Memoirs of Josef Boruwlaski - CONCLUSION.</p>


            THE City of Durham appeared to be most happily adapted to my wishes for a retired life; not only from its romantic situation, but from its being the abode of a friend whose manners were so congenial with my own, and whose society afforded me such heartfelt delight. To Durham therefore I was now determined to direct my steps, intending to settle there, and once more enjoy the company of my worthy friend Ebdon.

            A few days before my departure from London to realize this happiness, the anticipation of which brought tears of pleasure to my eyes, I had the good fortune to meet with a friend from the north, who politely offered to conduct me to Durham, at which city he resides. I availed myself of his kindness; and we had no sooner arrived there, than he did me the honour to introduce me to his lady, who received me with all the polite attention and affability which so naturally spring from her amiable disposition.

            After I had paid my respects to this esteemed gentlewoman, I immediately attended to that object which was nearest to my heart, and hastened to see my good friend Mr. Ebdon, whose share in my affections and esteem remained still undiminished. I informed him, on our meeting, that I had now quitted the busy theatre of the world, and its noisy and promiscuous intercourse, which had unmercifully robbed me of so many precious hours, that might, in retirement, have been devoted to a much better use in the improvement of the mind. I must now at the same time confess, observed I, that I have found travelling an excellent school for acquiring a more extensive and accurate knowledge of mankind; as it presents to our view such an astonishing variety of characters, minds, and manners of every description, and makes us acquainted with the moral, as well as the natural, phenomena of the world. I have, however, now obtained from that school all the knowledge I desire, and am not sorry to find myself safely lodged at last, in this snug little corner of the earth. My dear friend Ebdon, with his amiable family, happy to find that such were my sentiments, and rejoicing in the prospect of my being at length freed from the troubles of the world, offered me, with most engaging frankness, a quiet asylum in his house.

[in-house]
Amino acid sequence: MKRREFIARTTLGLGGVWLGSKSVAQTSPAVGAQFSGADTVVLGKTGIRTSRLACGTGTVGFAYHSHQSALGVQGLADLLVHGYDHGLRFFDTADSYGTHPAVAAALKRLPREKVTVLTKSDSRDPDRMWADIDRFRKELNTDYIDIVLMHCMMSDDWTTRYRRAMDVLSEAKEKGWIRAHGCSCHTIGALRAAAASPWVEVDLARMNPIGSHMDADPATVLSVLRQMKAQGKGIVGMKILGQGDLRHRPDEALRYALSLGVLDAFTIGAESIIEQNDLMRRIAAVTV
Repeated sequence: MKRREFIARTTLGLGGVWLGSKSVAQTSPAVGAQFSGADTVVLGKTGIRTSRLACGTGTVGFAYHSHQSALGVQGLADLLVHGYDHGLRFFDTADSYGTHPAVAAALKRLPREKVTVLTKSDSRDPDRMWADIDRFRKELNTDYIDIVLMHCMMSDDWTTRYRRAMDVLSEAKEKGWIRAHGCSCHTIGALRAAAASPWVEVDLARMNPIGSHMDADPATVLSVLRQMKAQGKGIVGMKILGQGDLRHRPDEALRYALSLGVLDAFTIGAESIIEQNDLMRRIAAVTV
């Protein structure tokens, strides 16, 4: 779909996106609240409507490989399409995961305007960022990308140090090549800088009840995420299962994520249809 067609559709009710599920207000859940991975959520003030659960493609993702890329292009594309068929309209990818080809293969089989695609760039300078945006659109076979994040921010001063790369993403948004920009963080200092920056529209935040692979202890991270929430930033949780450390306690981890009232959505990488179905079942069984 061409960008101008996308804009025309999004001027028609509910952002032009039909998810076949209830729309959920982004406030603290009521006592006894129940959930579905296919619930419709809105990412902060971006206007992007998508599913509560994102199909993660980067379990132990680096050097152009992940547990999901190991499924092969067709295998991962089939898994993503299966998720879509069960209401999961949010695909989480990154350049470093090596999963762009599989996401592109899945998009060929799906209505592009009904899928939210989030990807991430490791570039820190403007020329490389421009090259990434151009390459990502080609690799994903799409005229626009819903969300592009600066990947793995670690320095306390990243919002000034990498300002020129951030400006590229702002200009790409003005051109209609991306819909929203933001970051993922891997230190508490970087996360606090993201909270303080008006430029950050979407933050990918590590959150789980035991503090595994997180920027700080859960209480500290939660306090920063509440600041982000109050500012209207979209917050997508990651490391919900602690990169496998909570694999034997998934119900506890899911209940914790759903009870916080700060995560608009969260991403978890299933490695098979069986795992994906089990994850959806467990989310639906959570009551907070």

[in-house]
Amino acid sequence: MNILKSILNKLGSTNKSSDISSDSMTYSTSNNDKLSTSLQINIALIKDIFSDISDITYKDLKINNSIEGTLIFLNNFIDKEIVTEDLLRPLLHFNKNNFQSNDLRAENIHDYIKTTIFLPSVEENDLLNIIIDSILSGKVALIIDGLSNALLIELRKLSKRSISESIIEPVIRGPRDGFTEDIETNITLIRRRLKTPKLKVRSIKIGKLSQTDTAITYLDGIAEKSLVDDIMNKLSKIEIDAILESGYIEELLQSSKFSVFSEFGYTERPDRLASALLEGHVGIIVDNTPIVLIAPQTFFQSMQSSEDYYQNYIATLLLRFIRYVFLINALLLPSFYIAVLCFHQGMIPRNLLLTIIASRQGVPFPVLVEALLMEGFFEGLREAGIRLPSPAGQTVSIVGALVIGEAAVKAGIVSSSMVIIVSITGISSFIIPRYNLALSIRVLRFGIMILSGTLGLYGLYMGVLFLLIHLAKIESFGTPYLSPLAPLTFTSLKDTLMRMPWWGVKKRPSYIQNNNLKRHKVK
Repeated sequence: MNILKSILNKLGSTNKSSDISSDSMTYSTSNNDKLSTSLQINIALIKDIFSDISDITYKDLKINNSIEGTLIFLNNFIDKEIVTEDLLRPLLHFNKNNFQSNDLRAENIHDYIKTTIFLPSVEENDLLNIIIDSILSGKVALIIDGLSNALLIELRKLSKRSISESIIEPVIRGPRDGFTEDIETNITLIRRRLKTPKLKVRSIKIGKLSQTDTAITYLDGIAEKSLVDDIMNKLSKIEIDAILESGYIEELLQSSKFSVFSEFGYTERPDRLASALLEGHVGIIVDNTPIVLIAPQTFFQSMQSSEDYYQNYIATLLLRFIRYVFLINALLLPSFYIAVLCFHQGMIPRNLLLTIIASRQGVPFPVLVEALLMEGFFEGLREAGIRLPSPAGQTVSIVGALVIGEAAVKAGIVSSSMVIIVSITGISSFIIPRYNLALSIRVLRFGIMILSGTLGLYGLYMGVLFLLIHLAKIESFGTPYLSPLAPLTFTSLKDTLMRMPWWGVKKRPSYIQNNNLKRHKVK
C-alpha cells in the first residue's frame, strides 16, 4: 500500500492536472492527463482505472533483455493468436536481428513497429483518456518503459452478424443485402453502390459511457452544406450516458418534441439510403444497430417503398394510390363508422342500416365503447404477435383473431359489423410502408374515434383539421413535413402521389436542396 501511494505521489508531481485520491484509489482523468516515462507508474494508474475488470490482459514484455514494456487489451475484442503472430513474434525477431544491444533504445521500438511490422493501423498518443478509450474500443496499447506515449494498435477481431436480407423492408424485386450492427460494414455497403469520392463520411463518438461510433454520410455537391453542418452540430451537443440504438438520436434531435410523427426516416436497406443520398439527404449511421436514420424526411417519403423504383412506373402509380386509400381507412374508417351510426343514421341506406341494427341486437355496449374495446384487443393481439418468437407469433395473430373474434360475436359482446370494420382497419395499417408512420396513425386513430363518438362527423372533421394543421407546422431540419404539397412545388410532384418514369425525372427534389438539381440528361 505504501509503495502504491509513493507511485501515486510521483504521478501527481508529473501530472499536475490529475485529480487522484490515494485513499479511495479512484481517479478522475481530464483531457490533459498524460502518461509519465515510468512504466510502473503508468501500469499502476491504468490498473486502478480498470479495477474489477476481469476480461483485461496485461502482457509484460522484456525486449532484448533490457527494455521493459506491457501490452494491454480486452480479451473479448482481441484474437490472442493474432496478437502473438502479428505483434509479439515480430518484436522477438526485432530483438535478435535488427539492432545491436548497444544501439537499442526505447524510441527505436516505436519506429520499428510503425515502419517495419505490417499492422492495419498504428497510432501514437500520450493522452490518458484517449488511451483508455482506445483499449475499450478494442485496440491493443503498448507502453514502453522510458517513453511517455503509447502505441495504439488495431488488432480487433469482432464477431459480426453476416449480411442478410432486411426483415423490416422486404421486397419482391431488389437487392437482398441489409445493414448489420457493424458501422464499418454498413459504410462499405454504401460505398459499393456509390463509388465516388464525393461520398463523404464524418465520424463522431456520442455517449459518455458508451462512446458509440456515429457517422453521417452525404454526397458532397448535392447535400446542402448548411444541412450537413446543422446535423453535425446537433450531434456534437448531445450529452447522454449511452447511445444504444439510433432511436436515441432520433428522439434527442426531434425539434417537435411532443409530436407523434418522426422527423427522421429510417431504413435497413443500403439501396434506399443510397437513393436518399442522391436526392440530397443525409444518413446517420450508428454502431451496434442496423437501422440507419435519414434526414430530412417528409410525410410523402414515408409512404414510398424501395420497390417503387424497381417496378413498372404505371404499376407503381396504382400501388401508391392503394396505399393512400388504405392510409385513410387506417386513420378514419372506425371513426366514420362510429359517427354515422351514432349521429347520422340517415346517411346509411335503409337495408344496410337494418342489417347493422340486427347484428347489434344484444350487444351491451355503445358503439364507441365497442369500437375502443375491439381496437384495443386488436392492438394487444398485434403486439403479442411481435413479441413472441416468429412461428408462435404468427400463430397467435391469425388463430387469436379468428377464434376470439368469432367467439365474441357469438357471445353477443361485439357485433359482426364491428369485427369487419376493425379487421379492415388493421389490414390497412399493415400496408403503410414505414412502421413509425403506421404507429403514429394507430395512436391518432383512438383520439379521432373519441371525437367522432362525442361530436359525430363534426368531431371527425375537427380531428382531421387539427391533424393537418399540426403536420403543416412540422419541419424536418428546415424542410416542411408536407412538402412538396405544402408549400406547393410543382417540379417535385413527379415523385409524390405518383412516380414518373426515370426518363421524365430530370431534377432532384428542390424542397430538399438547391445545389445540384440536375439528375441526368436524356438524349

This generous proposal convinced me, that I had now found one with whom friendship was something more than a bare name; one in whose breast its noble and genuine principles were carefully cherished. I could not but reflect on the contrast he presented to the generality of those whom the world compliments with the title of friends,-- who too often mock our expectations of a substance, with an empty shadow; and I felt happy in being enabled to enjoy, in the decline of life, the serene and steady light of a sincere attachment, secure from the deceitful blaze of common friendship, which in a moment disappears, and leaves us involved in dismal darkness. Convinced as I was, that with Mr. Ebdon I incurred no risk of being deluded by the vain professions of an inconstant pretender of friendship; but that the proposal of this worthy man arose from the goodness of his disposition, and from the impulse of those feelings which prompted him to secure for me a happy retreat, I could not resist such kindness, but readily accepted his generous offer. My expectation of happiness in his society were fully realized; and deeply must I regret, that it was so soon to have an end. Unfortunately for myself, his family, and friends, he was seized with a dangerous illness. Recourse was had, in vain, to all the help of medical art, and within a few months he died, with the same tranquillity and calmness of soul which had attended him through life, This sad event, which I cannot even now recall to mind without a tear, wounded my feelings deeply: severe, however, as was my grief, it seemed fully warranted by the consciousness I possessed, how worthy to be lamented was my departed friend; and I could not but look on the occasion as one of those which might, even in the sight of Heaven, justify my sorrow. My grief was soon perceived by the Misses Ebdon, who knowing that it proceeded from my affection to their father, generously proposed that we should remain together. This unexpected honour I accepted with much pleasure. From that time my days have been spent in their society, and to this moment I still employ myself in studying to evince the gratitude I feel for that kindness which has enabled me to enjoy my beloved retreat, with those who had been the happy witnesses of my introduction to it, and who are so nearly allied, as well by disposition as by blood, to that lamented friend to whom I owe the blessing.


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